Where Bushes and Reagans, Kissingers and Thatchers once held forth on politics and the miseries of the left, one can hear a lonesome dehumidifier churning in the air.The style you detect above is one commonly used by those on the left when writing on people whose politics are despicable but enjoy far more booklarnin' than the writer will ever know: sneering patronization. We could just leave it at that, Mr. Buckley and his accomplishments will far outlast those of Alan Feurer, the author of this wee little charmer in the Times.
“They had repartee described not only as brilliant but hilarious,” said Tom Holmes, the real estate agent saddled with the task of bringing to market what was probably the first — and may yet be the last — redoubt of Republican joie de vivre.
The stale self-righteousness that attaches to a certain brand of modern-day conservative was not for Mr. Buckley, a man, who — with his love of yachting, peanut butter and the Constitution — understood that the art of politics did not preclude the act of having fun.
It was there that 160 of his closest friends and colleagues gathered on June 18 for an evening of memorial celebration, billed in the guest book as “One Last Time.”
“Quite a pleasant occasion,” Mr. Holmes recalled with the palest little tremor of a sigh. “Everybody got a jar of peanut butter.” (That would be Buckley’s Best, the writer’s privately produced eponymous brand.)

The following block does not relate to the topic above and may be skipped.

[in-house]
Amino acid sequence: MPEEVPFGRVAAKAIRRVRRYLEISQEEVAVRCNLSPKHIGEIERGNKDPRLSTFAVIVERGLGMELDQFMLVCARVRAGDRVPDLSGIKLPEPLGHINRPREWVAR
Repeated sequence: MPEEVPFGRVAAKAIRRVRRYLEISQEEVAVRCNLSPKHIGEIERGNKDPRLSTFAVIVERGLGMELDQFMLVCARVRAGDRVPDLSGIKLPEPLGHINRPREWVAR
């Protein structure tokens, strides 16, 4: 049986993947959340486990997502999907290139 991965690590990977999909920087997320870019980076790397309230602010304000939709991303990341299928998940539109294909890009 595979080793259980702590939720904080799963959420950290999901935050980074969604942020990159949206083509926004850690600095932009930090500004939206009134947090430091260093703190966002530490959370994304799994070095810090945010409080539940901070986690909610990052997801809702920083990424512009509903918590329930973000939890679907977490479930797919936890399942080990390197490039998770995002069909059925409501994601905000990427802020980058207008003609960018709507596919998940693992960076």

It bears mentioning, however, a Fifth Avenue denizen, the late Jacqueline Kennedy Onassis, who lived and entertained far more lavishly than did Mr. Buckley: at the time of her death and in the months and years that followed, the accounts on her in the media, including the Times, were pretty much restricted (and still are) to fawning encomiums to her exquisite taste and the generosity she showed her guests when entertaining. Contrast that with the opening paragraph in Alan Feurer's piece:
Often, on those cherished Monday evenings, he would greet the guests himself with a Bach cantata (sic) on the harpsichord he kept out in the hall. The staff would circulate with the peanut butter canapés he loved so well and, to wash them down, a tray of Veuve Clicquot.Oh the sins one bears for being rich yet conservative: the nerve of William F. Buckley for serving good champagne to his guests. Jackie-O would never have displayed such effrontery and we can be confident she would never play a Bach "cantata" for her guests on the harpsichord.